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Author Topic: I'm working on a Science Fantasy Setting. Need a System  (Read 119 times)
Straight Outta Johto
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« on: August 10, 2017, 04:34:34 PM »

So I've had a weird supernova of ideas in my head, and they coalesced into a new super setting. I was primarily inspired by Planet Algol, and by the Fallout series. Basically the Nuke is never invented, instead inter-dimensional travel was stumbled upon at the end of WW2, leading into a radically different future, where the Cold War never happened. Without the intervention of potential Nuclear war, the superpowers were free to fight in a much more conventional way. This led to different cultural and technological developments. The future became much more Atom/dieselpunk, and the communist powers and capitalist powers where in a constant state of perpetual war. This led to inter-dimensional exploration for resources, and the setting up of colonies on a planet they dubbed Neo-Terra (better name coming), but little did they know that this world was fundamentally different from earth. There was a strange force flowing through the earth that the scientists on Neo-Terra couldn't quite get their heads around it.

In the year 2010, there was a disturbance and the gates that connected NT and Earth fell apart, and the colonies were left on their own. The war between the United States and Russia over Canada had escalated, but it wasn't known if the Soviet Union had discovered the means of Inter-dimensional travel. At least the Cap. Powers, and Neo-Terra had hoped so. Maybe it had something to do with this world, and it's strange physics. Whatever the cause was Neo-Terra is on it's own now. There are dragons vying to restore their civilization, the high races distrust this new human magic and will wage war to destroy it, and everyone knows that the future lies or dies with the new sciences introduced into this new world. Who controls the colonies controls the future itself.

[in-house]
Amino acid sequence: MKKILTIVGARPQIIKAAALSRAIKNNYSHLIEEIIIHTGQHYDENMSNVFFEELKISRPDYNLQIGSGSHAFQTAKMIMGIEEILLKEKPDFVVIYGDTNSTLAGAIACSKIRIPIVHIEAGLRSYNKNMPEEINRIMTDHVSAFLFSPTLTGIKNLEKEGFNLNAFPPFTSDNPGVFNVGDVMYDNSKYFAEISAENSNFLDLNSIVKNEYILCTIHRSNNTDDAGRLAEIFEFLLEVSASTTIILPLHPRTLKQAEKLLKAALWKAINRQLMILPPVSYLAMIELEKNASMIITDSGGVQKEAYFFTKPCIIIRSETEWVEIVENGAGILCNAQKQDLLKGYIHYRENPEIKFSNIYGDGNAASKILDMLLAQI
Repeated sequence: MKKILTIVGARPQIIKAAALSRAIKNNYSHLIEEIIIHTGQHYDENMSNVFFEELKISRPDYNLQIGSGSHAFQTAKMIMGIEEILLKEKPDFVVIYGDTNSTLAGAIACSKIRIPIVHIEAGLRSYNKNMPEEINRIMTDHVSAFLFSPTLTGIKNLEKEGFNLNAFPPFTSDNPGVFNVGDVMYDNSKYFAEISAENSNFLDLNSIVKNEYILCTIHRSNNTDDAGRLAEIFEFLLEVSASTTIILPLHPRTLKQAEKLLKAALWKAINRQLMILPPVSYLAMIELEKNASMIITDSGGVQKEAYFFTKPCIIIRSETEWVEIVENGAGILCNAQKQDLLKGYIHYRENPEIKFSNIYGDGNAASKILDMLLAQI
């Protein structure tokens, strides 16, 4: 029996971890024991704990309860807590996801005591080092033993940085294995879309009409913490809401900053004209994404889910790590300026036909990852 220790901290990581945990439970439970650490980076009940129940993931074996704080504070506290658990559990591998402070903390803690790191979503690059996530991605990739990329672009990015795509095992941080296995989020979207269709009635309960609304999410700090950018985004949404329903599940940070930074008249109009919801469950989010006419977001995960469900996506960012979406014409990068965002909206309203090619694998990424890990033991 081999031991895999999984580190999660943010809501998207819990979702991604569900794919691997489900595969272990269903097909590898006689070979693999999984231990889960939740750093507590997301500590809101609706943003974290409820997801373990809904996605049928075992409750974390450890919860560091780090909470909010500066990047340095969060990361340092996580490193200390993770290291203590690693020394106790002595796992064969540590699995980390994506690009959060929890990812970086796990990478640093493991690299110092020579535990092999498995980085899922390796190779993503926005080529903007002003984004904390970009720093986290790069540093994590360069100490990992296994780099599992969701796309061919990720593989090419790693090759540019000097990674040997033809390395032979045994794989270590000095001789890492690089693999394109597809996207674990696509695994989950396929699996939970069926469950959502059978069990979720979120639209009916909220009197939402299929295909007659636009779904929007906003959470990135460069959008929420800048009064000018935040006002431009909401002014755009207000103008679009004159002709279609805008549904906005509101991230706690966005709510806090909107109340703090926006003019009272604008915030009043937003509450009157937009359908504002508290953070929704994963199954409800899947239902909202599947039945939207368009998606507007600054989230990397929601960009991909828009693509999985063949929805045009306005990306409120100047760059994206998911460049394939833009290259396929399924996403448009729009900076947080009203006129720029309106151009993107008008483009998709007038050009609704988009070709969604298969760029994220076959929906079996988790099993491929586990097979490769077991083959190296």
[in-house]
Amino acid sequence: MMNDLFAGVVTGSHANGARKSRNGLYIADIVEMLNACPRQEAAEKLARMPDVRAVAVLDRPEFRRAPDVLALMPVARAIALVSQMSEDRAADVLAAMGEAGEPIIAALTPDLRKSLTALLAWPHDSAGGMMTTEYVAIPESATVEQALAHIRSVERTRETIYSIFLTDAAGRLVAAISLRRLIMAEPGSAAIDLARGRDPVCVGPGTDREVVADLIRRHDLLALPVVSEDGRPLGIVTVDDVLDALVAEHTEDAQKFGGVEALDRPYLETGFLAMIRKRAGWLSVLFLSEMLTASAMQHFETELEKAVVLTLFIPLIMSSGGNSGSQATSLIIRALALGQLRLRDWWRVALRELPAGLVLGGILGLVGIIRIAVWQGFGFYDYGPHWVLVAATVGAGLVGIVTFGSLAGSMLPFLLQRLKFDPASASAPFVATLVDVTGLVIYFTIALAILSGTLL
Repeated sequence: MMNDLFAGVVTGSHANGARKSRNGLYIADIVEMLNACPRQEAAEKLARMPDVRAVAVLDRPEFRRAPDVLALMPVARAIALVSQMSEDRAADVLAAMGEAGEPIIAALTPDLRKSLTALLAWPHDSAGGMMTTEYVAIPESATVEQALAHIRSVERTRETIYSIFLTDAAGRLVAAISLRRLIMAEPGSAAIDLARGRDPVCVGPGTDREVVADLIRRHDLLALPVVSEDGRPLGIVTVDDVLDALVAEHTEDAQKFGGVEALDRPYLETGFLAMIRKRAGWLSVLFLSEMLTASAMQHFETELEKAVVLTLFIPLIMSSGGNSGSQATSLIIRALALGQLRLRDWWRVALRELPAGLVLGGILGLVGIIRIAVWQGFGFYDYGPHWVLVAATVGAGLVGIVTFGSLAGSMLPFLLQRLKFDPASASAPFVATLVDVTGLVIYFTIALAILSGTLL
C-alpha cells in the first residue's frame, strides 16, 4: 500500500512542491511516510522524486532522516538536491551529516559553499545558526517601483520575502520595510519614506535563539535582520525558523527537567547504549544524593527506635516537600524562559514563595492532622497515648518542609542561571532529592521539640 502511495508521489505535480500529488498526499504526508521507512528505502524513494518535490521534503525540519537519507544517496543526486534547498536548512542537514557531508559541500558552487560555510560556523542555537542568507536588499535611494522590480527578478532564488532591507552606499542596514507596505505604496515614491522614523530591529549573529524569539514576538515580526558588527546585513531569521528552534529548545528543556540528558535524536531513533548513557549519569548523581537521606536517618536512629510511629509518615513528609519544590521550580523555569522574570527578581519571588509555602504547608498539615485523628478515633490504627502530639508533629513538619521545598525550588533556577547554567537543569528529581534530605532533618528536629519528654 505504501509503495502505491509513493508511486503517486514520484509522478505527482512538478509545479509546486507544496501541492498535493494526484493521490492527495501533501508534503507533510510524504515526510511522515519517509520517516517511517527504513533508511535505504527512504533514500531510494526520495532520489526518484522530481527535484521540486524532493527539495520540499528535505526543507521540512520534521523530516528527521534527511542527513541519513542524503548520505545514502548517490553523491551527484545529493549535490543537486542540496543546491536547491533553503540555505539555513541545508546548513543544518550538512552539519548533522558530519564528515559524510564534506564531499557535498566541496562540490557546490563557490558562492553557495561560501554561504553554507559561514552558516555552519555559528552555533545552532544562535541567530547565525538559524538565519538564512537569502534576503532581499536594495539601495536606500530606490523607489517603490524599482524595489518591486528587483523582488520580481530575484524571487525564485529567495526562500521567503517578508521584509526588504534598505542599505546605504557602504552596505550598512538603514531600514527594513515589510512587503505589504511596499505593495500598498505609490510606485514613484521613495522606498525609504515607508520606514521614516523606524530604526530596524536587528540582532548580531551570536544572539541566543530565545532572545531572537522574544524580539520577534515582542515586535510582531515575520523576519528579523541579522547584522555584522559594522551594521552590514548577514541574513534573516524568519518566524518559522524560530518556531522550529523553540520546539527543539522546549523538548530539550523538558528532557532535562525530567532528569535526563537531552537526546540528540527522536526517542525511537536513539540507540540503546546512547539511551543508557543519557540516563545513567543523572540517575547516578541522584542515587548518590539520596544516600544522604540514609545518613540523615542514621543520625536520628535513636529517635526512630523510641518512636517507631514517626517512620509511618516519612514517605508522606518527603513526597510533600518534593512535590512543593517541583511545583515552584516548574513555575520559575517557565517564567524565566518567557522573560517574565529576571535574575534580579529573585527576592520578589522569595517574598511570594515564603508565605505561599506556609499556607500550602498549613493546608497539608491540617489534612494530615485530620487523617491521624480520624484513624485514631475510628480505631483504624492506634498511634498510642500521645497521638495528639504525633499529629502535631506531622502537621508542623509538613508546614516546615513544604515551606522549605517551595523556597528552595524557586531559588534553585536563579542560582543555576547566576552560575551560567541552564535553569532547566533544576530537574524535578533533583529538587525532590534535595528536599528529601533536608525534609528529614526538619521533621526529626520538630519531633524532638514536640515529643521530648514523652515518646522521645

When I thought about it, this really was the merging of all of my major setting ideas over the years. Dynama's fantasy/Dieselpunk fusion, Americans stranded in a fantasy verse, etc, etc. So I want to pursue this further. Problem is I'm having some issues. I would learn GURPS since that basically gives you everything, but I would like to stick to my system of favor 3.x/PF, but I'm having some problems with that as well. D20 Modern/Future suck. They suck, they just suck. The classes suck, and the system is just poorly presented. So if there are any better alternatives to D20 Modern/Future for 3rd edition, I would like to know.
« Last Edit: August 12, 2017, 11:41:48 PM by LoA » Logged


Spawn of Ungoliant
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« Reply #1 on: August 10, 2017, 05:34:36 PM »

When it comes out, I think Starfinder would be worth at least a glance on the SRD. On paper it sounds pretty much exactly what you want. You'll be ditching all of the fluff from it, but that's fine.

For a slightly older 3.X space fantasy game, you could pretty easily adapt the various Star Wars stuff. The problem here is just getting hold of it, because it wasn't released under the OGL.